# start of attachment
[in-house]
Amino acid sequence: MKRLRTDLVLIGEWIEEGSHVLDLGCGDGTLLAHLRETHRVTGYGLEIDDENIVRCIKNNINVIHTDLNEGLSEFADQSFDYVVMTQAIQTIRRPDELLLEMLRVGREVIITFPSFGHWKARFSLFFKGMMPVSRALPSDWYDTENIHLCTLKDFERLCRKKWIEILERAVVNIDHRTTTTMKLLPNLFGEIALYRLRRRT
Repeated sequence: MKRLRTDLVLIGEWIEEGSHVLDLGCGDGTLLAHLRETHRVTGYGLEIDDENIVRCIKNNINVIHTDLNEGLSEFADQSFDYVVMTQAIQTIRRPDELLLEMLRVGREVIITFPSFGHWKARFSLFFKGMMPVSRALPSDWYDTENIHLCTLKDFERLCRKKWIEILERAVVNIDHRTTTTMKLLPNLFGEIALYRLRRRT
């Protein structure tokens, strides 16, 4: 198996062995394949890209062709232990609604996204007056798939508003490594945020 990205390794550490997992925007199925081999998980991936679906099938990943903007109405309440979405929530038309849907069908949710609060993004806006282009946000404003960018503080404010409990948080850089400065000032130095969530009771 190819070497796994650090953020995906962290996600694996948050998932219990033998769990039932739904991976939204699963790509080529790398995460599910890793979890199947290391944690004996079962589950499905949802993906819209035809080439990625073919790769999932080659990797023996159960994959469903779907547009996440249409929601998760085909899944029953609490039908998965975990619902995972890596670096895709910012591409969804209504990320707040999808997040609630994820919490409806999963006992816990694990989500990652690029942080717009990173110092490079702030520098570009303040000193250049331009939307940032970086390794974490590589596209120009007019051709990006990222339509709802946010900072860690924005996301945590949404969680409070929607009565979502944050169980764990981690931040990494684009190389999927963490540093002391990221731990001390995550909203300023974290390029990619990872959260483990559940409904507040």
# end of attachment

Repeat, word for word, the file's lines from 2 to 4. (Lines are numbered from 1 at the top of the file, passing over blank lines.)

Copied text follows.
Amino acid sequence: MKRLRTDLVLIGEWIEEGSHVLDLGCGDGTLLAHLRETHRVTGYGLEIDDENIVRCIKNNINVIHTDLNEGLSEFADQSFDYVVMTQAIQTIRRPDELLLEMLRVGREVIITFPSFGHWKARFSLFFKGMMPVSRALPSDWYDTENIHLCTLKDFERLCRKKWIEILERAVVNIDHRTTTTMKLLPNLFGEIALYRLRRRT
Repeated sequence: MKRLRTDLVLIGEWIEEGSHVLDLGCGDGTLLAHLRETHRVTGYGLEIDDENIVRCIKNNINVIHTDLNEGLSEFADQSFDYVVMTQAIQTIRRPDELLLEMLRVGREVIITFPSFGHWKARFSLFFKGMMPVSRALPSDWYDTENIHLCTLKDFERLCRKKWIEILERAVVNIDHRTTTTMKLLPNLFGEIALYRLRRRT
């Protein structure tokens, strides 16, 4: 198996062995394949890209062709232990609604996204007056798939508003490594945020 990205390794550490997992925007199925081999998980991936679906099938990943903007109405309440979405929530038309849907069908949710609060993004806006282009946000404003960018503080404010409990948080850089400065000032130095969530009771 190819070497796994650090953020995906962290996600694996948050998932219990033998769990039932739904991976939204699963790509080529790398995460599910890793979890199947290391944690004996079962589950499905949802993906819209035809080439990625073919790769999932080659990797023996159960994959469903779907547009996440249409929601998760085909899944029953609490039908998965975990619902995972890596670096895709910012591409969804209504990320707040999808997040609630994820919490409806999963006992816990694990989500990652690029942080717009990173110092490079702030520098570009303040000193250049331009939307940032970086390794974490590589596209120009007019051709990006990222339509709802946010900072860690924005996301945590949404969680409070929607009565979502944050169980764990981690931040990494684009190389999927963490540093002391990221731990001390995550909203300023974290390029990619990872959260483990559940409904507040």